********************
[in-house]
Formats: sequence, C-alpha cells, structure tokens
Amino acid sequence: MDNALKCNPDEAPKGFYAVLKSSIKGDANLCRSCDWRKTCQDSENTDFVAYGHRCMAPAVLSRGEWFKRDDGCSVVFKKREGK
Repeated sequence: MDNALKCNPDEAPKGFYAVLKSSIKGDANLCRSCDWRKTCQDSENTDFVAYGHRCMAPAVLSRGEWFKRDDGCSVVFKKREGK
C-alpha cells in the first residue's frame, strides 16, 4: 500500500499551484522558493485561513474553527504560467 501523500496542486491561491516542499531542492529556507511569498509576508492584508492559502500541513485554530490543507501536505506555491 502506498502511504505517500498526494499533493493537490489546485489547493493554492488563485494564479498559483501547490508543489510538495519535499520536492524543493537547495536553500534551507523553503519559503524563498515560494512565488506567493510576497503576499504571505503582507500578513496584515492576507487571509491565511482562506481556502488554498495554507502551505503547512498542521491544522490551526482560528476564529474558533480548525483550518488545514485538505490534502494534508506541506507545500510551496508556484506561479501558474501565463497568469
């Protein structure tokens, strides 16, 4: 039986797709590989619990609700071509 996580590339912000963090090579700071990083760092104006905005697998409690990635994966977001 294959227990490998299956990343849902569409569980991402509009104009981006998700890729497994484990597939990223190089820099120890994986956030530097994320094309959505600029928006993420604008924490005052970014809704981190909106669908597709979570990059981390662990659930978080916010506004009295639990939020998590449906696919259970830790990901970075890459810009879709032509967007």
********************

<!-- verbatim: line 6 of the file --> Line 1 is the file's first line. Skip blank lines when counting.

């Protein structure tokens, strides 16, 4: 039986797709590989619990609700071509 996580590339912000963090090579700071990083760092104006905005697998409690990635994966977001 294959227990490998299956990343849902569409569980991402509009104009981006998700890729497994484990597939990223190089820099120890994986956030530097994320094309959505600029928006993420604008924490005052970014809704981190909106669908597709979570990059981390662990659930978080916010506004009295639990939020998590449906696919259970830790990901970075890459810009879709032509967007």